Director: Tim Story
Written by Greg Coolidge, Jason Mantzoukas, Phil Hay & Matt Manfredi
Release Date: 17 January 2014
Running Time: 99 minutes
MPAA Rating: PG-13
Editor’s Rating: 2.5 arbitrary rating system points out of four
So, this isn’t a terrible movie, but it’s certainly not a good one. To demonstrate what I mean, I’m going to break down the opening scene of the film and let you decide for yourself if you wish to see it. A word of forewarning, though. There is no way I can be completely impartial to this without it sounding soulless and dumb (well, moreso than usual), so please bear that in mind. Just please know that I have tried to drain all bias possible.
We open on Ice Cube’s character, Jack Payton, in a seedy back corner of somewhere, making an undercover deal for a forged US passport with a lieutenant of a big arms dealer / mob boss / drug dealer named Omar. Thing is, nobody’s ever seen Omar. This somehow makes him more powerful.
Anyway, the deal ends up with Jack supposedly being taken to Omar, even though no one knows what he looks like, but the whole thing goes south when someone texts the bad guy out of nowhere, squealing on The Cube. This of course, leads to a lot of breaking glass as the bad guy runs away. Now, I just want to clarify on how the setting changes throughout this scene: we go from seedy back room, to shady dock/market thing when they’re on route to Omar, to bright sunny Atlanta afternoon where people are enjoying brunch when the bad guy literally crashes through a window separating the “black market” from the regular market. He steals a BMW from the valet service, and Ice³, in hot pursuit, rejects his first offering from the valet, a Toyota Prius.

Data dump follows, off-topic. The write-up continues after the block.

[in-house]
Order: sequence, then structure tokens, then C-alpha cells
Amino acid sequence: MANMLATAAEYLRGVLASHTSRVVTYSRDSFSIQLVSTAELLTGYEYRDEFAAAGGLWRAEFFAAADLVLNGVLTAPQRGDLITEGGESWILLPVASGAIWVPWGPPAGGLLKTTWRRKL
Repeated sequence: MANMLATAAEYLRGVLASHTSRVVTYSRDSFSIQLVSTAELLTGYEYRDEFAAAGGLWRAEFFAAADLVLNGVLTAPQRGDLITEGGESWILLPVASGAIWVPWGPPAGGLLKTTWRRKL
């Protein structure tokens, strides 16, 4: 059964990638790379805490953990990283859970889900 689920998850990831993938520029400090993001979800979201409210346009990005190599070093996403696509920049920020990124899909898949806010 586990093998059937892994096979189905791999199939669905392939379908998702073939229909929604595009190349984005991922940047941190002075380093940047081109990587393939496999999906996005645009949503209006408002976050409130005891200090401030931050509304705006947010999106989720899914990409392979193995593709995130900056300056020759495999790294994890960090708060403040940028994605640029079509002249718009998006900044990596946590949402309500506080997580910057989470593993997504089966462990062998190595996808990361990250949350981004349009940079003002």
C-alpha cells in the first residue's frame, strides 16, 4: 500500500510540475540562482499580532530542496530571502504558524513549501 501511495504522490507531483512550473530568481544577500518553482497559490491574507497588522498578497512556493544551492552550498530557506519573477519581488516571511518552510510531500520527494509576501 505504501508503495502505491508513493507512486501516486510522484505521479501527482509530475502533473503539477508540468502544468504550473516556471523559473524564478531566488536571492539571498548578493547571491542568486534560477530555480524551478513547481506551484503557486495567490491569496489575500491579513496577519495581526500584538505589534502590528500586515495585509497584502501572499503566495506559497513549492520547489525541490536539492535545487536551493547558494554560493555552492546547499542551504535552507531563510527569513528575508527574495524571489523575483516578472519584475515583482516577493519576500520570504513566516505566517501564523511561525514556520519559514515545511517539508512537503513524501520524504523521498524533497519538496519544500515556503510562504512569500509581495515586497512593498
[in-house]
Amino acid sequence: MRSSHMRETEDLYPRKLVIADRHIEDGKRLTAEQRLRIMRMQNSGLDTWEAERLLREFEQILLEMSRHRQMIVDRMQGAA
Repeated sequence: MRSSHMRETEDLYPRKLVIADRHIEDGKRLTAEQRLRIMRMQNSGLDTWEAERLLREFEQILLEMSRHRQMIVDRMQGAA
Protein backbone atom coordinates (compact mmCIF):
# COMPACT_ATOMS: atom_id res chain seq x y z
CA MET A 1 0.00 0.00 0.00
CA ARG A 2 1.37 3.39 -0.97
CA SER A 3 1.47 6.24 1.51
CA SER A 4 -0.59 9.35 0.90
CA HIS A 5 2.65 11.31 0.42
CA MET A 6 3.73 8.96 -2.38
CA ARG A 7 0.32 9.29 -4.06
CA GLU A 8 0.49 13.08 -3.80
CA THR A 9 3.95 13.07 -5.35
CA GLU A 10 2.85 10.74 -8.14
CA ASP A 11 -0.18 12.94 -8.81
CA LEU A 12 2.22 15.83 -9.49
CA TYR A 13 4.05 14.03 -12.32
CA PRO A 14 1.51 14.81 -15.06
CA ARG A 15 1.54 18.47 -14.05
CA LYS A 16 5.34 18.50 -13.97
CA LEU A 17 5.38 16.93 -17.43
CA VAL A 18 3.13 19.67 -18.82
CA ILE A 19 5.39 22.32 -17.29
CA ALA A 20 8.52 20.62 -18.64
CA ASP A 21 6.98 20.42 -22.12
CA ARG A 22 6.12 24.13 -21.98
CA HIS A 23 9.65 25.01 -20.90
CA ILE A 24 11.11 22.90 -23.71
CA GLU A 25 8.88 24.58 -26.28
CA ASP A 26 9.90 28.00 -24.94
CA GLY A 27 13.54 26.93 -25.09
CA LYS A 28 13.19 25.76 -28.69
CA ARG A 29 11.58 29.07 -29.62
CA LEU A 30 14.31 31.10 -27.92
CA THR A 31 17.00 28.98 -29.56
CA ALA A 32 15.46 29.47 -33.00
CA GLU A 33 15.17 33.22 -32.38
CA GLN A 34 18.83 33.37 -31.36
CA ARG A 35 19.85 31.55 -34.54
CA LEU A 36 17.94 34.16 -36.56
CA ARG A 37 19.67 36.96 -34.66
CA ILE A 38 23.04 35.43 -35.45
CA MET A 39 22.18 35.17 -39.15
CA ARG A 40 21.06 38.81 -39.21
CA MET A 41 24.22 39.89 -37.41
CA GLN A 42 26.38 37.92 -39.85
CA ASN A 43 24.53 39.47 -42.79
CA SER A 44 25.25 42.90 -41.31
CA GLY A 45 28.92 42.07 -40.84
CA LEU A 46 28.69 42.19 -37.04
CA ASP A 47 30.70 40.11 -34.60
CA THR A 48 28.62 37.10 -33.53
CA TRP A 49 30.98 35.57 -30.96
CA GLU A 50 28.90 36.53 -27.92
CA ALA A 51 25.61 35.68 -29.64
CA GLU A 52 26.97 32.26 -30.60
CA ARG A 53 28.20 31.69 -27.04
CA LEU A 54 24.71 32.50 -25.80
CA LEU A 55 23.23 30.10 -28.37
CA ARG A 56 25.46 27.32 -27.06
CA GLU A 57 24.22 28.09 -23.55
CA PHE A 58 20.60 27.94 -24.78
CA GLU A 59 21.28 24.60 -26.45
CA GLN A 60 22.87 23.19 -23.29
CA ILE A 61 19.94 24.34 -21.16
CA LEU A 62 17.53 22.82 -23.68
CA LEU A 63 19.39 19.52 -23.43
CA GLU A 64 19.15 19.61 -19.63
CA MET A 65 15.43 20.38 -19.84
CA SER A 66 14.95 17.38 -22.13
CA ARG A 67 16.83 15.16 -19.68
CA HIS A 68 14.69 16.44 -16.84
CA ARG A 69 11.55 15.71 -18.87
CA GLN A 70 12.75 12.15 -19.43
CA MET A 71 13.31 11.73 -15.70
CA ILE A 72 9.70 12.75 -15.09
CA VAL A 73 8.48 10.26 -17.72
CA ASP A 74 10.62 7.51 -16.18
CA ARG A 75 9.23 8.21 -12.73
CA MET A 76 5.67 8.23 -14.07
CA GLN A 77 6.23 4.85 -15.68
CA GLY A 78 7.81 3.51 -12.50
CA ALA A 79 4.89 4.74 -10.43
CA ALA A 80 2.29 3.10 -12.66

Alright, this is understandable. It’s not even a matter of his tough-guy persona that he tries so hard to perpetuate even when he’s doing risk-free schlock like Are We There Yet 2, but a matter of mechanics - there’s no way a tiny hybrid is going to catch a sweet sports car like that. So even though the clock is against him, he dismisses it in pure gangsta fashion and opts for the next option, a...
At this point, the author looked up from his notes, stared at the monitor for a moment that seemed much longer than it was, let out a long sigh, and resumed typing.
...A bright red dodge pick up truck with all the trimmings and a white racing stripe. This is the vehicle he chooses to race through the streets of Atlanta at lunchtime to catch a car that by now is already a mile in front of him.
The chase culminates in Cube (if I may call him Cube) riding through a wall of flames while the Beemer flips out and bails. Ice (if I may call him Ice) steps out of the still-flaming Dodge and holds a gun to his head and blurts out a one-liner. Then he puts on his sunglasses and The Who’s “Won’t Get Fooled Again” kicks up.
Pardon me for that last little indulgence. It doesn’t happen. It just felt right.
So, did that appeal to you? Then you’ll love Ride Along. The film does benefit quite a lot from having Kevin Hart in it. He’s not a perfect comic relief, but he does a well enough job for the movie he’s in. Though I do have to stress how ironic it is to have O'Shea Cube making fun of how Hart’s height when he’s only a few inches taller. And jeez, Señor Cube’s in his forties now, he might end up shrinking down to his level in a few years.
So if you’re ready for a mindless night of something that is certainly longer than a normal TV show, take a crack at Ride Along. It’s a movie.
**I saw this movie because it was on my DVR FOREVER and needed to get watched to clear up space for more Walking Dead episodes I never have time for. I was not compensated for this review in any way.**